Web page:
Damien Hirst (b. 1965)
flies and resin on canvas
144 x 108 in. (365.7 x 274.3 cm.)
Executed in 2002.
Gagosian Gallery, New York
Acquired directly from the above by the present owner

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Joshua Friedman
Joshua Friedman

Lot Essay

"Irony and horror, beauty and cruelty, birth and death are the poles between which there oscillates the theatrical sense of work that [Hirst] is always able to present in direct and irrefutable fashion," (E. Cicelyn, "The Agony and the Ecstasy," in The Agony and the Ecstasy: Selected Works from 1989-2004, exh. cat., Museo Archeologico Nazionale, Naples, 2004, p. 18).

"Hirst is essentially a romantic artist, amazed by the sweep of life, from its grandest themes to its grittiest detail... His work is essentially life-affirming, even at its most chilling moments," (R. Shone, "Damien Hirst: A Power to Amaze," in Damien Hirst: Pictures from the Saatchi Gallery, London, 2002, p. 85).

Observed from a distance, Damien Hirst's Fear, confronts the viewer as a vast and bewitching black void. It is only upon closer inspection that we begin to discern an exquisite and iridescent tapestry comprising thousands of dead flies, densely layered upon the canvas. These tiny creatures conspire to form a thickly encrusted plaque, in which gleaming black bodies and delicate translucent wings intermingle to create a captivating visceral texture. Both irreverent and entrancing, Fear is a perfectly executed large-scale example of the notorious fly paintings that span over a decade of Hirst's oeuvre. Created in 2002, the work coincides with Hirst's re-engagement with the medium following his first attempt in 1997, employing a refined technique that included the use of resin. Situated within the most significant period of this innovative series, Fear is contemporaneous with the celebrated Cancer Chronicles, as well as one of the artist's most important fly paintings, Who's Afraid of the Dark?, currently held in the Tate Collection, London. Pursued until the late 2000s, the fly paintings present a vivid and arresting contemplation of some of Hirst's most definitive themes: life and death, sublimity and fear, and the inescapable entwinement of beauty and horror that lies at the very core of existence.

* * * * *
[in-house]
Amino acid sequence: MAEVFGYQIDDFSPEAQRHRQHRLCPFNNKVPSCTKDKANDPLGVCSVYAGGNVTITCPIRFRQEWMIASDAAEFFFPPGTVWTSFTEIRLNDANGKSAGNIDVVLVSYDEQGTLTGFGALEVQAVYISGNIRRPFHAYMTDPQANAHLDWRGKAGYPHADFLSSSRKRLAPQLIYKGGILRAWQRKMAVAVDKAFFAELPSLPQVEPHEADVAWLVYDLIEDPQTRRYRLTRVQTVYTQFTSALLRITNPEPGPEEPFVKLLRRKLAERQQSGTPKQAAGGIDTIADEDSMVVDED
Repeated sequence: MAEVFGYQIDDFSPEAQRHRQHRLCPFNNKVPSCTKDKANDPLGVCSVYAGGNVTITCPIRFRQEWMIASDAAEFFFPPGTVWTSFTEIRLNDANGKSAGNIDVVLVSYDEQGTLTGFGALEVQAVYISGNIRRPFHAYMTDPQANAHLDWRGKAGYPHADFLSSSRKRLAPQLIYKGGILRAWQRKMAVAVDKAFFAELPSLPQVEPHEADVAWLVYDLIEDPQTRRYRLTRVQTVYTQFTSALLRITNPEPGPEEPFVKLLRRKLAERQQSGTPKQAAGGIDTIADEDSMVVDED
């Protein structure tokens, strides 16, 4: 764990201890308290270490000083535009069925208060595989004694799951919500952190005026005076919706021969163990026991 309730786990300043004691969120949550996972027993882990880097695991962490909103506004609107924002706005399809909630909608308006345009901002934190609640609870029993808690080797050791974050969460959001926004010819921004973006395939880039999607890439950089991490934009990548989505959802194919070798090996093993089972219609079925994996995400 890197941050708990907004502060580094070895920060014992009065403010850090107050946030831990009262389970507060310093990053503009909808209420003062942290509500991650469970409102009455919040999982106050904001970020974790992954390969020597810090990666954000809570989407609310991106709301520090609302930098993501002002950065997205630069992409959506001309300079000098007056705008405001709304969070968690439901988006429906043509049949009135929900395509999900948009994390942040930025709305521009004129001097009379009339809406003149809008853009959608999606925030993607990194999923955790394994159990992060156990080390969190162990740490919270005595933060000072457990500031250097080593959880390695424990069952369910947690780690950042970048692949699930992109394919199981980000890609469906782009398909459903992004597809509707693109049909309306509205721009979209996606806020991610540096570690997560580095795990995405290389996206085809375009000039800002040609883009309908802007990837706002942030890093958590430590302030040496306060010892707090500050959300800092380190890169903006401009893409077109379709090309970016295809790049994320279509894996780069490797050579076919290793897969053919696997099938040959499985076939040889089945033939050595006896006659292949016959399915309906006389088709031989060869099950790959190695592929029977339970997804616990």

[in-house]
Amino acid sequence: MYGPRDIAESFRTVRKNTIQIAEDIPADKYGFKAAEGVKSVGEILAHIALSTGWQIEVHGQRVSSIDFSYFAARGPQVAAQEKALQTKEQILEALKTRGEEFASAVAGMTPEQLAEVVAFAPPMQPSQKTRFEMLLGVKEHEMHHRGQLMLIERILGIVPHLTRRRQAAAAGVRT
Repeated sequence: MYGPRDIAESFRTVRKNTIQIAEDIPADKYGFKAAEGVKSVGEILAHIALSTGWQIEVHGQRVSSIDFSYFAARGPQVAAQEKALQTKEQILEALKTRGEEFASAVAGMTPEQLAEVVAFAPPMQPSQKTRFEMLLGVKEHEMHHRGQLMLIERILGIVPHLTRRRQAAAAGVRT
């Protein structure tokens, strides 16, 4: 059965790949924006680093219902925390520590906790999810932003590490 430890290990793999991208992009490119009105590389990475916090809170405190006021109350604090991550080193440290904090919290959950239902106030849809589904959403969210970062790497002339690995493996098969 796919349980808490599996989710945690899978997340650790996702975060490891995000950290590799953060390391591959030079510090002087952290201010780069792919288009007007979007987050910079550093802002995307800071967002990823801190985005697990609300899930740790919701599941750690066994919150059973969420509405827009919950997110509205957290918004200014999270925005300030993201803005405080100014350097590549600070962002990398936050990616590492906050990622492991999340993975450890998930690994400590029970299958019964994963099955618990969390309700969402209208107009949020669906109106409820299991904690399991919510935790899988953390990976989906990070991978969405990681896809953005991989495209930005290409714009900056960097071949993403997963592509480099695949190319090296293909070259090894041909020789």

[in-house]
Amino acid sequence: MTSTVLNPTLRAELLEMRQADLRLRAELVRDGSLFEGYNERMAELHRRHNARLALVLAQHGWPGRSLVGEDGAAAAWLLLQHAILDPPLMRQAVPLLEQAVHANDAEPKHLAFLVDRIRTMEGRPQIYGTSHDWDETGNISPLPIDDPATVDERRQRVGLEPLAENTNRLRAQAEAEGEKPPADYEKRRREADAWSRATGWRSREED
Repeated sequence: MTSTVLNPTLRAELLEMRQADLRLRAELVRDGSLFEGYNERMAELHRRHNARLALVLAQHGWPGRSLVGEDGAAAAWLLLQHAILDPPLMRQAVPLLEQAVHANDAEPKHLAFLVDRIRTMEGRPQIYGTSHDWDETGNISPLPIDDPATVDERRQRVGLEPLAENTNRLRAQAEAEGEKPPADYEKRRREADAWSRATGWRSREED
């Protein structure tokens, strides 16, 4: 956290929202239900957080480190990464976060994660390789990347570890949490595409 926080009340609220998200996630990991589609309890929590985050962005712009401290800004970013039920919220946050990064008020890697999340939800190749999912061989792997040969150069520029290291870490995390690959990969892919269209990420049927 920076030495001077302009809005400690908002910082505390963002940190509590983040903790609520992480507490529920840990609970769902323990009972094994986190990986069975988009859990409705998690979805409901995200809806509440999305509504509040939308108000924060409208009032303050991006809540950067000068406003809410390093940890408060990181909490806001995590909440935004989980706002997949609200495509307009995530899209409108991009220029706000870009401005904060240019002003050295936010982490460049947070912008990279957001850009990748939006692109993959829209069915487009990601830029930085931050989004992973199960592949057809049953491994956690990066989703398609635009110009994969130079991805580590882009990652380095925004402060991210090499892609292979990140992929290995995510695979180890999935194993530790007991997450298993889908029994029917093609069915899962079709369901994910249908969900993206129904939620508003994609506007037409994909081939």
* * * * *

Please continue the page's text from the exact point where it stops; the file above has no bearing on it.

Hirst's first fly painting, Untitled Black Monochrome (Without Emotion), 1997, inaugurated the medium as a conceptual extension of two of the artist's most iconic and controversial works: A Thousand Years and A Hundred Years, both created in 1990 during the early stages of Hirst's career. Comprising adjoining glass vitrines, in which live flies fed on rotting matter, gave birth and died on the suspended Insect-O-Cutor, these works positioned the common insects as metaphors for the natural patterns of life. "I think it was Thomas Hobbes who said people are like flies brushed off a wall," claimed Hirst. "I like that metaphorically. Your whole life could be like points in space, like nearly nothing. If you stand back far enough you think people are just like flies, like the cycle of a fly is like your own life," (D. Hirst, quoted in interview with M. D'Argenzio in The Agony and the Ecstasy: Selected Works from 1989-2004, exh. cat., Museo Archeologico Nazionale, Naples, 2004, p. 94). In the fly paintings, this sense of dialogue between the individual and the collective mass is taken to a new level, with each fly's identity subsumed by the overall pictorial effect of abstract monochrome. Inspired by Richard Serra's black paintstick drawings, the fly paintings subvert the aura of contemplative meditation traditionally associated with the monochrome, recasting the canvas as a teaming, crawling, swarming entity that vibrates with the traces of a thousand minuscule organisms. Indeed, observing the present work, we feel as though we are gazing into the void of a densely populated universe, a veritable constellation of beings that glimmers with the abundant remnants of natural life.